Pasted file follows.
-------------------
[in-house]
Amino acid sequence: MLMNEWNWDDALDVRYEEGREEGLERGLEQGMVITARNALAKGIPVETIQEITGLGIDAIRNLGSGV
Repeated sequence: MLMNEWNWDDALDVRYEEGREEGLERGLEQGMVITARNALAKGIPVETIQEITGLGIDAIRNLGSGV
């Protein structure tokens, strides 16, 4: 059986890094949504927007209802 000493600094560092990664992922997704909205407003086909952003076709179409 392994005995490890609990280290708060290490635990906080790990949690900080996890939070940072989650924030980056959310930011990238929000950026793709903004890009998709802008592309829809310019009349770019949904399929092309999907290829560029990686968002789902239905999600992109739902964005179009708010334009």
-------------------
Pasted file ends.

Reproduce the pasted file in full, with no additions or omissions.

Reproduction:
[in-house]
Amino acid sequence: MLMNEWNWDDALDVRYEEGREEGLERGLEQGMVITARNALAKGIPVETIQEITGLGIDAIRNLGSGV
Repeated sequence: MLMNEWNWDDALDVRYEEGREEGLERGLEQGMVITARNALAKGIPVETIQEITGLGIDAIRNLGSGV
């Protein structure tokens, strides 16, 4: 059986890094949504927007209802 000493600094560092990664992922997704909205407003086909952003076709179409 392994005995490890609990280290708060290490635990906080790990949690900080996890939070940072989650924030980056959310930011990238929000950026793709903004890009998709802008592309829809310019009349770019949904399929092309999907290829560029990686968002789902239905999600992109739902964005179009708010334009």